Many times I doubted my decision to turn off the well-worn path and start a new business. Working at the neighborhood hardware store certainly would have been easier. In retrospect, forging my own way was more satisfying than scoring a game-winning goal or nailing a saxophone audition. My reward has been confidence. Knowing I can take a risk, compete in the business world, and prevail.



By Vanessa Fernandez ’21 from Orange, N.J.

It is almost midnight when Papi comes through the door, gray hairs surrounding the creases that enveloped his face. He sets his Bible on the dining table and rummages the kitchen for food. His bones are so sore that he cannot even sit to eat. I hear him walking up the stairs, each step creaking under the pressure of his weight. I make my way to the kitchen to get a glass of water; the oven clock reads 1:32 a.m. In the darkness, his body is a shadow on the couch. “Bendicion, Papi,” I mutter and give him a kiss on the head. I pull a blanket over him; he squirms, but his eyes remain shut.

This routine has been both a source of comfort and concern to me. Knowing that my parents work these strenuous hours, just to give me the opportunities they were denied themselves, fills me with pride and duty. A duty to make their lives easier. I cannot count how many times my parents have told me stories about their youth. Stories of owning no more than one pair of battered pants and stories of traveling by foot for hours just to get to school. In truth, their past is the fuel for my commitment to my schooling. Currently, my father’s clothing, a ragged patchwork, pales in comparison to the wardrobe in my room. My mother, too, had been denied the opportunities given to me through my education because of her reluctant decision to abandon school and work to pay her sister’s college tuition — such a great sacrifice. Their daily toil forces me to strive for the future they never had. This has allowed me to become deeply empathic and committed to reforming our family’s current circumstances as I continue to witness the embodiment of what hard work looks like.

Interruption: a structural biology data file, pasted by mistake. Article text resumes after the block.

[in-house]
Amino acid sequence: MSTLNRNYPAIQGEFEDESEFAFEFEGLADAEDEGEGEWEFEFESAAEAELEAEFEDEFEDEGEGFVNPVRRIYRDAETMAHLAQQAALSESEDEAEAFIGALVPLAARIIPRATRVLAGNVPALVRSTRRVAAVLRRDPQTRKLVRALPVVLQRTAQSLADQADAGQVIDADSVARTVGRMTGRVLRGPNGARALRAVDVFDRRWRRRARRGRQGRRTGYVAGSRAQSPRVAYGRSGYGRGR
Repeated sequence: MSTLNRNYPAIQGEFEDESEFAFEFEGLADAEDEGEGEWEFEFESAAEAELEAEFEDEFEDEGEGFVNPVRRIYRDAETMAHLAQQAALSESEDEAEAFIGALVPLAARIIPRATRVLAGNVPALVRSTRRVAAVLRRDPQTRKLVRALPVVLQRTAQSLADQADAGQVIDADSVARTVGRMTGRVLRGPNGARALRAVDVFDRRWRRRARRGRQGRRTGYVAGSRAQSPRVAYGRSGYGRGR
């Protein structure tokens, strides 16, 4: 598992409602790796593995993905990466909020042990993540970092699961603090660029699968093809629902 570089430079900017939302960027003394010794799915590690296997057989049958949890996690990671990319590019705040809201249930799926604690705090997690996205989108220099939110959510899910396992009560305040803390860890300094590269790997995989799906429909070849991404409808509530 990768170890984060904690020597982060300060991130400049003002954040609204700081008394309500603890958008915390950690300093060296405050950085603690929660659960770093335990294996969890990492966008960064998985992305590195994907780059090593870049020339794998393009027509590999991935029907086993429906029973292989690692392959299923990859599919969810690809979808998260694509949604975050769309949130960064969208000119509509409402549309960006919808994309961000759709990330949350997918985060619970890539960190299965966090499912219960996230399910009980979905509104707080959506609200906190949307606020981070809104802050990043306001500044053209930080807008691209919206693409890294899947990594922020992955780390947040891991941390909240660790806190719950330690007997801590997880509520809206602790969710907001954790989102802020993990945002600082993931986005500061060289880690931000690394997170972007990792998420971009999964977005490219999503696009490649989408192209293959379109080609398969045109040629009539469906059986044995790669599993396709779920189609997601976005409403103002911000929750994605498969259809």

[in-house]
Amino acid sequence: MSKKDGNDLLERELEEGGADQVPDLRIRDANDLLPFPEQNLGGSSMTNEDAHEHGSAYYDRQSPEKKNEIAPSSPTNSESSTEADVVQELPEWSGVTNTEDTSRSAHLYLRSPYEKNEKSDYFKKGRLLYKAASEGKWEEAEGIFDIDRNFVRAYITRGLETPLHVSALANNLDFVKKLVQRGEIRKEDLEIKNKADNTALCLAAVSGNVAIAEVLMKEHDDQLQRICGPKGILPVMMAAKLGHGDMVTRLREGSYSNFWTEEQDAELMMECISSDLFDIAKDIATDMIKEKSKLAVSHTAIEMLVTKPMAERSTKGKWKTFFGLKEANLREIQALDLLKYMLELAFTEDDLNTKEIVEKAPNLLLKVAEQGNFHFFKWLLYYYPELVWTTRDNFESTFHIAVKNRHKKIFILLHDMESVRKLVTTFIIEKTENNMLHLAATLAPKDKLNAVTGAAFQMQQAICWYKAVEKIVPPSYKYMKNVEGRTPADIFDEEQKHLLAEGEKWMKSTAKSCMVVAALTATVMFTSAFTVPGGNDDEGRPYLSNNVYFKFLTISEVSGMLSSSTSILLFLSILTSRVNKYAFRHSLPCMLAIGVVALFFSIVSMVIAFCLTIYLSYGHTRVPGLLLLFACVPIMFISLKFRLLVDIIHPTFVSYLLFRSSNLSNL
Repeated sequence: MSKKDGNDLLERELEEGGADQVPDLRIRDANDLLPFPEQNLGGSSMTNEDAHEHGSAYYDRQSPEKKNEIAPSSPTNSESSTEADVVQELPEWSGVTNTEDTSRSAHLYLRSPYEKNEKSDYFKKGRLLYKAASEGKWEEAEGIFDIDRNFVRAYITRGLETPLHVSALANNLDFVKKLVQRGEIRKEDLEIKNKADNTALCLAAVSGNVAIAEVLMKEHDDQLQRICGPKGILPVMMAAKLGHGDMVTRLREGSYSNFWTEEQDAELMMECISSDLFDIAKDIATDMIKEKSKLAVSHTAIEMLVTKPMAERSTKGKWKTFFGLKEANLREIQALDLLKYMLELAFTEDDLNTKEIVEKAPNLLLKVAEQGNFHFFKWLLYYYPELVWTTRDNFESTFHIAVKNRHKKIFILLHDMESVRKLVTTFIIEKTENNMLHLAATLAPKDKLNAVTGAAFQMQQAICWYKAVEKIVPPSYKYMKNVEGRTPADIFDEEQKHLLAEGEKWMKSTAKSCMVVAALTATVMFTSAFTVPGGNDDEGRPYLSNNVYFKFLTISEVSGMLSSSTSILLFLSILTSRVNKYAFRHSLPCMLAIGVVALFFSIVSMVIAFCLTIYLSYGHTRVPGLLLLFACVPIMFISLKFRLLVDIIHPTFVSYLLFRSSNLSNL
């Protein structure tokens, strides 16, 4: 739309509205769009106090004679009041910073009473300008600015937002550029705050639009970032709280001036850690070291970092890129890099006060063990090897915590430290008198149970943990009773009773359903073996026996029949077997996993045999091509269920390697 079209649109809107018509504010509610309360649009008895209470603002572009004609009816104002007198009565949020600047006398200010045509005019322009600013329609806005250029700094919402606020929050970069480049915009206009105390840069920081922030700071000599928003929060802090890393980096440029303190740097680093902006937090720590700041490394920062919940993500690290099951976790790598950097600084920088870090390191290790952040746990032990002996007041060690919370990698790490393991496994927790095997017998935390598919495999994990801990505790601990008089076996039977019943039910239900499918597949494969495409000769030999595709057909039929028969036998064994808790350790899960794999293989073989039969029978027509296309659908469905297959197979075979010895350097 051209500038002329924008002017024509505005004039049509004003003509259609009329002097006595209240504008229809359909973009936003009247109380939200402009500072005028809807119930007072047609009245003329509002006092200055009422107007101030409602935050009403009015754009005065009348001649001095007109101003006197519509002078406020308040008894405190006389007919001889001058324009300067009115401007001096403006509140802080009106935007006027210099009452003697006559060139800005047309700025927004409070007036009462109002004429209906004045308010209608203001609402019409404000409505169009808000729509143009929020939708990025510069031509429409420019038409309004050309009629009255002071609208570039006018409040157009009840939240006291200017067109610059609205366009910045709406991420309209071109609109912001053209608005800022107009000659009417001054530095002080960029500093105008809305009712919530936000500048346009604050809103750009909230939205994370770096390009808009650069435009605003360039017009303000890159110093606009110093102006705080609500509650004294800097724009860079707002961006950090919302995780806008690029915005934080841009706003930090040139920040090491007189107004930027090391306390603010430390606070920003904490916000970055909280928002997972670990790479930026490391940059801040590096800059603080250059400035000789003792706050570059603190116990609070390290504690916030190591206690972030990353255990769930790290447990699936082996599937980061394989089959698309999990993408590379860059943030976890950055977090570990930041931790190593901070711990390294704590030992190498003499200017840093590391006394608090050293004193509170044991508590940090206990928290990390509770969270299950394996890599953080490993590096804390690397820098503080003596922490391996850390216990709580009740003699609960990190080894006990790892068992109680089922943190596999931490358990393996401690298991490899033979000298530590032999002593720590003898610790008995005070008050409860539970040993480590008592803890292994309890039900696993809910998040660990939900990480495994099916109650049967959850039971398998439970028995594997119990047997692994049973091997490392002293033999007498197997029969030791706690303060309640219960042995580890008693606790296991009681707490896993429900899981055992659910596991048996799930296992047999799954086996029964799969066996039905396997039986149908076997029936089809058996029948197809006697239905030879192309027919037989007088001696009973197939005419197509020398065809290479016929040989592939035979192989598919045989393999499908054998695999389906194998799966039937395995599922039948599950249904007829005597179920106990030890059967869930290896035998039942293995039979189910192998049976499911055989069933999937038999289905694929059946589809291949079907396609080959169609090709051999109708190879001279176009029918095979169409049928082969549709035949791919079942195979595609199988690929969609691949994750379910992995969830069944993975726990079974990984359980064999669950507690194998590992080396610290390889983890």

"This gaping difference in my present and my parents’ past has molded these walls I labor within."
I have confined myself between four walls at school and at home because, for me, there is no room for failure. Sometimes, those walls threaten to crush me because of the insurmountable workload, but then I think of my father. I cannot imagine a greater gift than the gift of freedom. Freedom from chasing financial security to the detriment of his health. Freedom from sacrifices that break men’s souls. This gaping difference in my present and my parents’ past has molded these walls I labor within. It has become part of who I am. The drive for academic excellence and pursuing my passion of becoming a medical doctor. The only way I can make my escape is by pulling myself upward with my parents right by my side. These walls force me to take advantage of the education I am offered and do nothing but excel.

Since childhood, I have been engrossed in ensuring a prosperous future for myself and my family. My goal is to pay back my parents for all the hard work and sacrifice they encountered to ensure that I graduate high school and enroll in college. I can call myself accomplished the day I do not have to watch my father rush down a handful of pain pills before he leaves for work. The day I can guarantee that what they did was not in vain. That is how I will say thank you. My father’s ambition and my mother’s drive have instilled in me the values of hard work, dedication, and a sense of honor and a charge to give back to my family and community. My success so far did not happen because of my singular effort, rather, it took a village of teachers, advisers, and most importantly, mi familia. I will not let them down.